Ralph Nader and the Philadelphia Eagles

by Ted Frank on November 14, 2005

Ralph Nader is arguing that the Philadelphia Eagles’ decision to suspend star wide receiver Terrell Owens (for, inter alia, publicly criticizing the team and quarterback, shouting at coaches, a physical altercation with a teammate, and then failing to apologize) is consumer fraud because season-ticket holders had an expectation that Owens would play for the team, which barely lost the Super Bowl last year, and was an early favorite this year. (But what about all those New York Times subscribers who expected to read Judy Miller?) The suggestion rises to self-parody, though it exhibits the absurdity of modern consumer fraud law in that it isn’t crazier than suits that actually succeed. But I’m somewhat sanguine about Nader’s latest foray; if he’s tilting at the windmill of trying to make football coaching decisions litigable (Can a fan sue the Washington special teams coach for costing the team the game against Tampa Bay because it reduced the chance the team would go to the Super Bowl and the resale value of his season tickets?), it means he’s not spending time trying to wreck more important industries.

(Yes, I know that one shouldn’t blame the Washington special teams coach for losing the game. But it would be actionable under the Nader regime if a lawyer can find a fan who purchased tickets after hearing coaches say they were trying to avoid senseless penalties this season.)

{ 3 comments }

1 Independent Sources 11.15.05 at 12:10 am

Ralph Nader on the NFL…”Not Enough Lawyers”

Overlawyered normally doesn’t delve into sports. But that was before Ralph Nader began to argue that the Philadelphia Eagles’ decision to suspend star wide receiver Terrell Owens (for, inter alia, publicly criticizing the team and quarterb…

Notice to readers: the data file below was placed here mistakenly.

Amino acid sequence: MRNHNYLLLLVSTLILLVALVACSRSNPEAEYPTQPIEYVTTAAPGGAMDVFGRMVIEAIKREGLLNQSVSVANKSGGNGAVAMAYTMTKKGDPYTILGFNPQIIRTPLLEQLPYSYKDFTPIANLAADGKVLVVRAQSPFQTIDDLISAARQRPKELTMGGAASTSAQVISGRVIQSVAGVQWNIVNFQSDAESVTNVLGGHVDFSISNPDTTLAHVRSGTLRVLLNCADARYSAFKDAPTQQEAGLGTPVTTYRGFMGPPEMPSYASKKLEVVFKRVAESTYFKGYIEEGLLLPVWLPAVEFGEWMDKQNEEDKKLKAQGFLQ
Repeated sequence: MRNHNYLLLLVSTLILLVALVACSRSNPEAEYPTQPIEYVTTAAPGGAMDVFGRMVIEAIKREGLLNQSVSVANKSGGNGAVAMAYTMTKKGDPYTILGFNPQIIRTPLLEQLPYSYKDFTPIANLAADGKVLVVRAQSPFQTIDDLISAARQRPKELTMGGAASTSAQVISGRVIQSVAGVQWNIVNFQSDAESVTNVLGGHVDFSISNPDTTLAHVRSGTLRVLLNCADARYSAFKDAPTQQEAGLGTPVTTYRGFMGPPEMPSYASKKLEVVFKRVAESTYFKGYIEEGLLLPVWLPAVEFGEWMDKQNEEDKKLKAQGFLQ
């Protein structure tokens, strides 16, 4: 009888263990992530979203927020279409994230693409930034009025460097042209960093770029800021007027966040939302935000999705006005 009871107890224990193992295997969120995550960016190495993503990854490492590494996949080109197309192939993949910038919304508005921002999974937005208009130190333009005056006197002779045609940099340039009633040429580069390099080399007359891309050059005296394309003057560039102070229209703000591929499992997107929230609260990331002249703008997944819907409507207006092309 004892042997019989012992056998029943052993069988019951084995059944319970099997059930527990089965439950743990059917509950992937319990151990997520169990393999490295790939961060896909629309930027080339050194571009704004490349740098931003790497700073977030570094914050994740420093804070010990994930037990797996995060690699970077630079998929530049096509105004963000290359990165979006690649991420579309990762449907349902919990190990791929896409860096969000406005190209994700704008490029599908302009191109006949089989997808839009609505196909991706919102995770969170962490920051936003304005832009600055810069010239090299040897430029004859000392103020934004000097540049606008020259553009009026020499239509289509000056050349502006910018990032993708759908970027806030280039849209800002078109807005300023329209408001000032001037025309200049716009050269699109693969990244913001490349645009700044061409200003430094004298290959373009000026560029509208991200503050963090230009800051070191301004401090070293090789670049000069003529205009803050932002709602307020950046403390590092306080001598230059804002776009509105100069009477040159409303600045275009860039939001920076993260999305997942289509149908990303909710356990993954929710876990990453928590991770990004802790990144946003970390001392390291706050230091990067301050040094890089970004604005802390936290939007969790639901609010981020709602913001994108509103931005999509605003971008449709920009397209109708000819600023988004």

2 Tom Hunt 11.15.05 at 11:46 pm

Why not sue Terrell Owens instead? T.O.’s attitudes and behavior prior to his coming to Philadelphia were well known. T.O. knew that Philadelphis had team rules, just like all the other teams. And he knew the consequences of running afoul of those rules (Keyshawn Johnson of the Tamps Bay Bucs).

Why should anyone be liable when all these possibilities come true? Other than T.O. himself, of course, as he had full control over his behavior.

I do take your point about Mr. Nader and keeping him otherwise occupied. However, some have suggested that T.O. might find a place here on the Atlanta Falcons and I would very much like that NOT to happen, as things are going along quite nicely now, thank you.

And what about all those NYT subscribers who DID read Judy Miller?

3 Babs Utley 11.16.05 at 5:20 pm

The legal system definitely needs to be revamped. For one, the oath they take is flawed and needs revision. Also, there needs to be a fine for frivolous lawsuits that is enforced universally.
And I have heard about tort reform. The republicans keep saying they want it. I don’t see it happening!!

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